Entre os dias 7 e 9 de junho, a Cinemateca Brasileira apresenta a mostra 80 anos de Zezé Motta, comemorando a importante contribuição da atriz ao audiovisual brasileiro. Artista plural, com trabalhos no teatro, na música, na televisão e no cinema, a atriz também se destaca pelos anos de luta por maior representatividade de artistas negros e negras nas artes.

From 7-9 June the Cinemateca Brasileira presents the exhibition 80 ans de Zezé Motta (the 80 years of Zezé Motta) celebrating the important contribution of the actress in the Brazilian audiovisual landscape. Zezé Motta's multifaceted practice as artist spans theater, music, television and cinema, she is also known for her activism throughout the years towards a greater representation of black artists.
 

04 June 2024

Mujeres por África : ELLAS SON CINE 12 - 2024 Madrid (They [women] are cinema) Ramata-Toulaye Sy, Myriam Uwiragiye Birara, Sofia Alaoui, Rosine Mbakam, Kaouther Ben Hania

Mujeres por África
ELLAS SON CINE 12 - 2024 Madrid
(They [women] are cinema)
Ramata-Toulaye Sy, Myriam Uwiragiye Birara, Sofia Alaoui, Rosine Mbakam, Kaouther Ben Hania

Mujeres por África organiza esta muestra de cine para dar visibilidad al audiovisual femenino del continente

Ellas son Cine, la muestra de películas dirigidas por mujeres africanas, regresa un año más a la Sala Berlanga de la Fundación SGAE en Madrid (c/Andrés Mellado 53) en su decimosegunda edición, del 4 al 8 de junio con proyecciones a las 19.30 horas. Y lo hace con cinco películas de directoras que recorren el continente africano de este a oeste, de norte a sur: Banel et Adama, de la senegalesa Ramata-Toulaye Sy; The Bride, de la ruandesa Myriam Uwiragiye Birara; Animalia, de Sofia Alaoui, originaria de Marruecos; Mambar Pierrette, de la camerunense Rosine Mbakam, y, desde Túnez y en cooperación con Arabia Saudí, Les filles d’Olfa, de Kaouther Ben Hania.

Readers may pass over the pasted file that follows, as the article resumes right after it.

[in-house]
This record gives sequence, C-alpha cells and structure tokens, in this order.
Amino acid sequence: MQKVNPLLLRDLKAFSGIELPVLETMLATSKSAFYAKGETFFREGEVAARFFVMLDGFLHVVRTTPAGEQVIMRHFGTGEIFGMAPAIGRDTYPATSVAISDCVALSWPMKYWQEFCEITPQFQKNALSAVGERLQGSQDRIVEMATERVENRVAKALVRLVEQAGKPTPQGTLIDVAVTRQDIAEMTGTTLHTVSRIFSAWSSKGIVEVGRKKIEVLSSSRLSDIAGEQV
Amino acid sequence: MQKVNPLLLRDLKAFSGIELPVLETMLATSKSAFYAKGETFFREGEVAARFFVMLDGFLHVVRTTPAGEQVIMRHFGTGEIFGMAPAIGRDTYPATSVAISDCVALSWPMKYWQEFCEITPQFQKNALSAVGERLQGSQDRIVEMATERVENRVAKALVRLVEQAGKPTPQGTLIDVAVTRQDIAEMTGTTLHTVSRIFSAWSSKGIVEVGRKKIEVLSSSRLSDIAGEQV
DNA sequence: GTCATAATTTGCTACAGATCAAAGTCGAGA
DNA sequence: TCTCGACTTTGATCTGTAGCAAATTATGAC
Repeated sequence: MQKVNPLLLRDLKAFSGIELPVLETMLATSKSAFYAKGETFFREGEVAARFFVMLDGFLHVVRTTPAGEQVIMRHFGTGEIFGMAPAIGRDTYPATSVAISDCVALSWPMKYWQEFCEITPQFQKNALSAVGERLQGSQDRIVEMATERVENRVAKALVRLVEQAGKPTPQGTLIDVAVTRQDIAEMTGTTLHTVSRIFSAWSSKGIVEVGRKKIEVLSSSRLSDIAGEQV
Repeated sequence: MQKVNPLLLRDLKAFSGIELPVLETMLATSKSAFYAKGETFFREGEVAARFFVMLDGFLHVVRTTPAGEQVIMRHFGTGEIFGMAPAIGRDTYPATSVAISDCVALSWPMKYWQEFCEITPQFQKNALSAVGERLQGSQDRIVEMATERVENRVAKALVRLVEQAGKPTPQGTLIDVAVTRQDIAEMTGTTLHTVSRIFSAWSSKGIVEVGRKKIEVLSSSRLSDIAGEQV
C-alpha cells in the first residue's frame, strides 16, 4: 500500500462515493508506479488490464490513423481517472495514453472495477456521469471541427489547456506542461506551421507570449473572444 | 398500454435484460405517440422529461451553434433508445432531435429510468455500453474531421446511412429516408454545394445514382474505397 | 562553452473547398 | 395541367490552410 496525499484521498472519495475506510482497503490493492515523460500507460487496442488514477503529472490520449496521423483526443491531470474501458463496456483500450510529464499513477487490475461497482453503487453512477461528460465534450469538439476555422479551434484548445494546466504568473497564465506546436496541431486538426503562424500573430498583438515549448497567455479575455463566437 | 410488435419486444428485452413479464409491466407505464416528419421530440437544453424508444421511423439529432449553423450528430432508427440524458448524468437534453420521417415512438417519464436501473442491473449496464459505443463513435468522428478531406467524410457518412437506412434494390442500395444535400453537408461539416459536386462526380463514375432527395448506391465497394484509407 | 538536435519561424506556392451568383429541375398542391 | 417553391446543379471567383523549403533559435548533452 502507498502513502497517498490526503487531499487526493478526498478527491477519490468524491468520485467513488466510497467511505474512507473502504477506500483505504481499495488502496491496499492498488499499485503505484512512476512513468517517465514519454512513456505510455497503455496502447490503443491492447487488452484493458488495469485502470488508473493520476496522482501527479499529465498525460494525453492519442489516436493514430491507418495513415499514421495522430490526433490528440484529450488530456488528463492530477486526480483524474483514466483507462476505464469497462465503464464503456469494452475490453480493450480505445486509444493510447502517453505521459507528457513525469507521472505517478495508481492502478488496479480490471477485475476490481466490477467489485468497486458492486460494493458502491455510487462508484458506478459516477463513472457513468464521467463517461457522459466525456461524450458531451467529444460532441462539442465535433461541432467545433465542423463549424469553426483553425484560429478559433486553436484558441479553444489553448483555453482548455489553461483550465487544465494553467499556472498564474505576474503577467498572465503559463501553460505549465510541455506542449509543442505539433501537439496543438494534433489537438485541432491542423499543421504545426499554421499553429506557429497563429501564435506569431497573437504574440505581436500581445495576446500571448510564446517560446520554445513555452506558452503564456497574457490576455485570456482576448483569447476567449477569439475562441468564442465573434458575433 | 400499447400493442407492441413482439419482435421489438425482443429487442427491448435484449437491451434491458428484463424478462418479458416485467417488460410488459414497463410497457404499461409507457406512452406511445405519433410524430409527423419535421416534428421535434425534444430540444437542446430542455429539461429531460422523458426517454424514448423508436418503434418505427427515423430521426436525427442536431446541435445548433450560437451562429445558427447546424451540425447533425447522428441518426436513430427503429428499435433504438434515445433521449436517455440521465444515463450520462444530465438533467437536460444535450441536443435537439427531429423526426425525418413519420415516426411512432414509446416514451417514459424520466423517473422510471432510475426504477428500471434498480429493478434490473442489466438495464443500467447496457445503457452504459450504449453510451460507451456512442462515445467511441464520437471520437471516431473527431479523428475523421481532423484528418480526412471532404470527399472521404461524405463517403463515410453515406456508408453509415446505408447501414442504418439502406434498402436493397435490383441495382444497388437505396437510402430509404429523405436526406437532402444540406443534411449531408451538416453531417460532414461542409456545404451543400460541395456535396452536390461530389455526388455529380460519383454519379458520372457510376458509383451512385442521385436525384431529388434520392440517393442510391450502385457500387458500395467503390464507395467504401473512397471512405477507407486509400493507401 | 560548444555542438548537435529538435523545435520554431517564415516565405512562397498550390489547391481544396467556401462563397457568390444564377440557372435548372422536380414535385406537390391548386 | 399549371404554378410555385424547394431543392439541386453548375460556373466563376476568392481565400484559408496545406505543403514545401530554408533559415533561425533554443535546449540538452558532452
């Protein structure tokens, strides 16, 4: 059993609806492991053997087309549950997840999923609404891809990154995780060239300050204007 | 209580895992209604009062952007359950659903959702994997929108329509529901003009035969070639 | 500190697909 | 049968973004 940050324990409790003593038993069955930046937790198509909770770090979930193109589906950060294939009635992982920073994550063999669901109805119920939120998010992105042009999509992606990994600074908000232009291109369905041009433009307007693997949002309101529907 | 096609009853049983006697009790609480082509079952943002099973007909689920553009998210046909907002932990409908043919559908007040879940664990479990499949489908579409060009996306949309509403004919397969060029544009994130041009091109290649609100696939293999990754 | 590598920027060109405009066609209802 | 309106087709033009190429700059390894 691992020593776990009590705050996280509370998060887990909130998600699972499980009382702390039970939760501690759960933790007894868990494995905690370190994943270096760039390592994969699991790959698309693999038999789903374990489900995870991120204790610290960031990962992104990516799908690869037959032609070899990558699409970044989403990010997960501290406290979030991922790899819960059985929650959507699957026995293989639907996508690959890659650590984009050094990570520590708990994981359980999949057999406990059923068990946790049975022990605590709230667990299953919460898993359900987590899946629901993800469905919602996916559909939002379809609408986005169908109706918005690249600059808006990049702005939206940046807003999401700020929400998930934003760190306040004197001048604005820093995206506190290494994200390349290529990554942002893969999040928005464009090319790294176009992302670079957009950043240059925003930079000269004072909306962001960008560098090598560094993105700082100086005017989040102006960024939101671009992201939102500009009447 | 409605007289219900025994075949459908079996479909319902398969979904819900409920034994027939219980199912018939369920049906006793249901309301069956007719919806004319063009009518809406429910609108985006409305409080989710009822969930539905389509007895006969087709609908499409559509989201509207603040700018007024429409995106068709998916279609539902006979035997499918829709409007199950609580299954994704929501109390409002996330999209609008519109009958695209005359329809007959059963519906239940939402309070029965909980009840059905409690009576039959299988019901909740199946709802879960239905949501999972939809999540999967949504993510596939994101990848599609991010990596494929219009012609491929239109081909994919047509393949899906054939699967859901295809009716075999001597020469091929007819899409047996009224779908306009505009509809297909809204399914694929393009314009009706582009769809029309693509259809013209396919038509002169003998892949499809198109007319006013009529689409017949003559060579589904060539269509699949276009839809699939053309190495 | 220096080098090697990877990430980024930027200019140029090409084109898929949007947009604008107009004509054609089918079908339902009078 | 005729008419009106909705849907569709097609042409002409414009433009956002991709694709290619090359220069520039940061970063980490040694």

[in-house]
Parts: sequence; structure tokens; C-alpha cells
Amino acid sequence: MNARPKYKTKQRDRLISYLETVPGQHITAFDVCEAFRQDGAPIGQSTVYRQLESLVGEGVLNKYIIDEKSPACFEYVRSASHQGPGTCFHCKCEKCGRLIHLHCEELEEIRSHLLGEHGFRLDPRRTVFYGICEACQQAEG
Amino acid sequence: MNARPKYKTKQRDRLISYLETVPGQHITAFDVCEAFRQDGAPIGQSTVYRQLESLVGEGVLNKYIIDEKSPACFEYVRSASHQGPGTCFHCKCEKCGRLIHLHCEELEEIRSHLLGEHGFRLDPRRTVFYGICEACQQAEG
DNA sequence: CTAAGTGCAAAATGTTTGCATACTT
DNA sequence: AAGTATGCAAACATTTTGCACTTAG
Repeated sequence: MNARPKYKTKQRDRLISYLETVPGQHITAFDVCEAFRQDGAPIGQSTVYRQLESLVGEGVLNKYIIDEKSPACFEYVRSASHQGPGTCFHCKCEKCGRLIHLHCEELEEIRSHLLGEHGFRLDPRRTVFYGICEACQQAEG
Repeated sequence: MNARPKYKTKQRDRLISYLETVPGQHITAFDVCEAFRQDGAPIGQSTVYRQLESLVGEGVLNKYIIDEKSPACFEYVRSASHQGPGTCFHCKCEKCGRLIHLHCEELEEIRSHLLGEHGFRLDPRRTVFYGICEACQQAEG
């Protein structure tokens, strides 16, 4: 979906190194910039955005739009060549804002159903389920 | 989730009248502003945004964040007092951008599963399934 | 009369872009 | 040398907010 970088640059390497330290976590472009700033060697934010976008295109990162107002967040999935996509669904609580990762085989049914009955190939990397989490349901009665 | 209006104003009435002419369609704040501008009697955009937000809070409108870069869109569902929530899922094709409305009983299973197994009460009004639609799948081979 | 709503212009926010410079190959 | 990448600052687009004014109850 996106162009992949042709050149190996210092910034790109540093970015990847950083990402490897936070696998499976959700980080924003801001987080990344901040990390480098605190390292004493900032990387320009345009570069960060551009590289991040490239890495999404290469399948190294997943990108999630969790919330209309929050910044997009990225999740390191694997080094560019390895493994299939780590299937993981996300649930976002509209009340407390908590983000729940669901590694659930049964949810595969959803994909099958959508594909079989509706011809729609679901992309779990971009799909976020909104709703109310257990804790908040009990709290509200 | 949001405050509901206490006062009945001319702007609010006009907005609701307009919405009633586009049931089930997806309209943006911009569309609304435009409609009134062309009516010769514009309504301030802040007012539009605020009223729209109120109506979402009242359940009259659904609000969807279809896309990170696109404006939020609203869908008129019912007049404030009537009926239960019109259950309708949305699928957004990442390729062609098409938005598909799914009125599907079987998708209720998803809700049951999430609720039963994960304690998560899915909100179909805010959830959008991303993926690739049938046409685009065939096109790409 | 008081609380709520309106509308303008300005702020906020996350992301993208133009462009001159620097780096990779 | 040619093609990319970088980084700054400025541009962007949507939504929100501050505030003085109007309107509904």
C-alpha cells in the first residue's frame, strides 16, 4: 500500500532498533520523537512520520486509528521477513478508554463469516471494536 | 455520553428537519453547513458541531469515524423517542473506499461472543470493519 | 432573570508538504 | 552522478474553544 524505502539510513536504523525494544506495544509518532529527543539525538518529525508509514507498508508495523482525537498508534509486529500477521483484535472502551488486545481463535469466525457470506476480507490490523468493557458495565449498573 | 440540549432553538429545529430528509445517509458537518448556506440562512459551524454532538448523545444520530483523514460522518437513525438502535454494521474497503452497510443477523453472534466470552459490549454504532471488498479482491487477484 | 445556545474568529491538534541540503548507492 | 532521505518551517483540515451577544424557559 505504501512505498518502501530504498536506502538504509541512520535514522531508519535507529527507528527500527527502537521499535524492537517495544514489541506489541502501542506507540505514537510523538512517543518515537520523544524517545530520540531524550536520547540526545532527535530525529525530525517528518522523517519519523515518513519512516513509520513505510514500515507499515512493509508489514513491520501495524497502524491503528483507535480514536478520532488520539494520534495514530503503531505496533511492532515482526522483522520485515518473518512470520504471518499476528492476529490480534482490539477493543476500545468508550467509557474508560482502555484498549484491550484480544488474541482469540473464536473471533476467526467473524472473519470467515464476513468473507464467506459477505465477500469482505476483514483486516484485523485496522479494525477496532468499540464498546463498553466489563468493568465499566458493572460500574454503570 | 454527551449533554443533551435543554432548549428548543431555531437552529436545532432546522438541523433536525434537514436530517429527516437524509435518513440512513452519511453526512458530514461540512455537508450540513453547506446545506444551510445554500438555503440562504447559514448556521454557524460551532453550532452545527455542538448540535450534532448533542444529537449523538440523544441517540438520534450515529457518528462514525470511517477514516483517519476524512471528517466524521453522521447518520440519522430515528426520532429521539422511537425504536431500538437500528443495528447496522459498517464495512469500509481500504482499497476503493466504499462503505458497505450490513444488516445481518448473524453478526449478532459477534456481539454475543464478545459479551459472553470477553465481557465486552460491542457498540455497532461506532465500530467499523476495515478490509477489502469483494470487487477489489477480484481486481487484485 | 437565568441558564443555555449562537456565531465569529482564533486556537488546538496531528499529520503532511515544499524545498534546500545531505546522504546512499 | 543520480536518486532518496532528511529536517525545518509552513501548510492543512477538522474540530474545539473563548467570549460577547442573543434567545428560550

***

Mujeres por África [Women for Africa] organizes this film exhibition to give visibility to women audiovisuals on the continent

Ellas son cine (They [women] are cinema) of the Fundación Mujeres por África returns to the Sala Berlanga of the SGAE Foundation in Madrid for its 12th edition from 4-8 June with five films that reflect the social condition of women throughout the continent from east to west, from north to south. Films by women from Senegal, Rwanda, Morocco, Cameroon and Tunisia: Banel et Adama by Senegalese Ramata-Toulaye Sy; The Bride by Rwandan Myriam Uwiragiye Birara; Animalia by Sofia Alaoui from Morocco; Mambar Pierrette by Cameroonian Rosine Mbakam, and from Tunisia in cooperation with Saudia Arabia, Les filles d’Olfa by Kaouther Ben Hania.